I have always wanted and planned on having my children close together. Not all my children if I were to have more than two, but I knew I wanted my first two to be close in age. I wanted two boys, two years apart – and that’s exactly what I got (yippee!).
Pig was around fifteen months old during the first month of my pregnancy with Dac. He was still heavily nursing around the clock. He was and still is my boobie boy. He loves his “mimis”. (Update – I weaned him a few months before his third birthday).
I have always been an “over-producer”. Crazy letdowns, prone to get mastitis quickly, leaking; you name it, I had it. I never thought I would have any supply issues or anything else besides maybe some discomfort nursing through pregnancy. I did some quick research before getting pregnant and read that milk supply can lessen or diminish, but I didn’t think it was possible for it to happen to me. So my research prematurely ended there and I skipped off to get pregnant.
I’ve joined a couple of support groups for tandem nursers and pregnant women nursing through pregnancy, so the first thing I know for a fact is this: the experience is different for every woman.
I wish I had read more because I could’ve prepared myself better. It wouldn’t have changed anything that I experienced, but it might’ve helped me ease more gracefully through those transitions. I was a hot mess several times during that pregnancy. I’d like to share with you some of my own personal experiences as well as what I’ve learned since truly researching this subject and being in contact with other moms who also nursed through pregnancy. Here are some of the most common things that you may or may not experience while breastfeeding during pregnancy:
- Pain during nursing – it’s very common for women in general to have breast and nipple tenderness during pregnancy, so this is probably top on the list of things I’ve seen a lot of moms experience. The first trimester was the worst for me as far as soreness and pain goes. It also didn’t help that I was experiencing nausea during the first twelve weeks, but I’ve heard it said many times (and I agree) that if you can push through the first trimester, the pain lessens.
- Decrease in milk supply – the most common time for milk supply to take a real nose dive is around the fifth month. This is when the milk starts changing over to colostrum. Some women notice a significant difference, and others do not. From what I’ve read, most will have a decrease to some degree. There is nothing you can do to prevent this. It is completely hormonal; your body is preparing for a new baby and progesterone levels are rising. Your current supply is no indication of what your supply will be five months into pregnancy. Or even the sixth through the tenth month. Some women even see their supply decrease from the beginning. Keep this in mind if you have a child that you want to continue giving breastmilk to. I personally saw a decrease in my supply around week 22. Apparently the taste will change as well and become more salty.
- Your baby/toddler may wean – my midwife, who is my breastfeeding guru with seven children of her own, told me this: if they are younger than 18 months when your milk supply decreases or changes, they are more likely to wean. If they’re older than 18 months, they are more likely to hang around and continue nursing through pregnancy because it doesn’t bother them. Babies that are still getting most of their nutrition from milk will obviously wean if there isn’t enough milk. Some babies and toddlers will wean because they don’t like the salty taste. My son was around 19 months old when my milk supply decreased and he didn’t wean. You’d have to pry boobie from his little dead, cold hands before he’d give it up.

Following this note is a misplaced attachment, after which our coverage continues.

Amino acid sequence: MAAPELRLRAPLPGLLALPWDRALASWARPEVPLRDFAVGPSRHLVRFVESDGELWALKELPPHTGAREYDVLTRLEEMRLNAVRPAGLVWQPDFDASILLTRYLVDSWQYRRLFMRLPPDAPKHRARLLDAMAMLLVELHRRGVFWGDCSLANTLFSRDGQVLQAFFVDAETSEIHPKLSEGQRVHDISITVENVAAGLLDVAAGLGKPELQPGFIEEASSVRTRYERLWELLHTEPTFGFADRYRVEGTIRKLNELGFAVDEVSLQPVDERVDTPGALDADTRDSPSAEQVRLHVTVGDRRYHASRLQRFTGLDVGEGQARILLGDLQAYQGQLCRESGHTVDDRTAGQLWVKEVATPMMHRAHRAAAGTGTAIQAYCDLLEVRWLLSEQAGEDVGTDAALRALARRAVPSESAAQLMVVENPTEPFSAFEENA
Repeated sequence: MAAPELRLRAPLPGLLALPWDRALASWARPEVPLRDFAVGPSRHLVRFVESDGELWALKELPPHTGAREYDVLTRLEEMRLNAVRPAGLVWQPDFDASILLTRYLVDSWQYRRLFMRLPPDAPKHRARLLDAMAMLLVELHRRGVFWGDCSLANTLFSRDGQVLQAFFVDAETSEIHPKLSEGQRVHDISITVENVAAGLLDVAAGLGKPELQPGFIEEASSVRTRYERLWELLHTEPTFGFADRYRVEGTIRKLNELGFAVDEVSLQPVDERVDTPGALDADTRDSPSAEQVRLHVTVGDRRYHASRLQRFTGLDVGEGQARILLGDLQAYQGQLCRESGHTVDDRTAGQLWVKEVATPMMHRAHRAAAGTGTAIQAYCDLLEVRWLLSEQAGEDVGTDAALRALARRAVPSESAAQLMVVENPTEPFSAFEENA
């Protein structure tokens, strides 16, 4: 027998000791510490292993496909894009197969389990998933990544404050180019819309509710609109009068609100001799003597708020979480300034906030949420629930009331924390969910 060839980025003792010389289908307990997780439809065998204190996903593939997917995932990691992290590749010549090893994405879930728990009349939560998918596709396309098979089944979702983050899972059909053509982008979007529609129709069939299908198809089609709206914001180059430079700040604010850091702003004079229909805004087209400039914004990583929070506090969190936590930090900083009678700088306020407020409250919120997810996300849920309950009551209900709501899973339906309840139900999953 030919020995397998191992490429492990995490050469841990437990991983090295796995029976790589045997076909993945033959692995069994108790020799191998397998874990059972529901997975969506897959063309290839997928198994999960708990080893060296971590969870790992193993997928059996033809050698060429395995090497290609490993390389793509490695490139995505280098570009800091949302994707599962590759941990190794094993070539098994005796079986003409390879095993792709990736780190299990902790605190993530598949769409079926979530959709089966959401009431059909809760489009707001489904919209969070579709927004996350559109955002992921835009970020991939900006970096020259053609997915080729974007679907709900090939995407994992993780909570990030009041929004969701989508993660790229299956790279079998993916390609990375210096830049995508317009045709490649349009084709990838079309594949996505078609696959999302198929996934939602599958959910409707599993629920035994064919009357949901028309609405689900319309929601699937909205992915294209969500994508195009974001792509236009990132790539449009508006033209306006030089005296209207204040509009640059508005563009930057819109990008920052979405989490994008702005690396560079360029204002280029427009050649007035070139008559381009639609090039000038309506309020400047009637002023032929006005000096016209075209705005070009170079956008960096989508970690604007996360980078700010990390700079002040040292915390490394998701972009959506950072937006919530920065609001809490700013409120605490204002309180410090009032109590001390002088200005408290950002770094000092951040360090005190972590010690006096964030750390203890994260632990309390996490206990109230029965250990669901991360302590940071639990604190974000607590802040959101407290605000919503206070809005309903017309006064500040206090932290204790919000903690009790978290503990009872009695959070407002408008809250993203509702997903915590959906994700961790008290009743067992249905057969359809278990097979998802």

- Nursing aversions – about a third of all pregnant, nursing moms will experience nursing aversions. I had never heard of this term until I began experiencing them and sought help to find out what was going on. When I’ve mentioned to people that I had/have aversions to nursing my toddler, they sometimes come back with “yeah, sometimes it’s uncomfortable to nurse during pregnancy, especially with your belly growing bigger” etc etc. No. Nursing aversions are a sensation of complete agitation and repulsion while nursing. It makes your skin crawl and your toes curl. It’s similar to PPD in that it’s hormonal and it’s not your fault. Your mind wants to nurse your toddler, but your body does not. Some women do not experience aversions during pregnancy and in fact even find that nursing helps them through nausea. And then some women experience the aversions after pregnancy is over. I personally experienced aversions from around 20 weeks until I gave birth. I didn’t have them for six weeks after the baby was born, and then they came back. I continue to have them off and on (more on than off) while nursing my toddler only. I believe my body has wanted to wean my toddler since the aversions first started, but I knew he wasn’t ready and felt it my responsibility to continue on because I purposely got pregnant before he was two years old. After experiencing aversions though, I do not blame any mom who chooses to wean. It’s not an easy choice either way.
I’m glad I did it though because there have been some very awesome benefits to tandem nursing, which I’m going to write about tomorrow! To be continued…Updated – Read about my experience in tandem nursing here.
- 3 Ways Imaginative Play Helps Your Child Grow - July 28, 2020
- 10 Horrific Things I’ve Been Forced to Say as a Mom of Boys - March 16, 2020
- The Stages of Night Weaning a Boob-Obsessed Toddler - March 7, 2020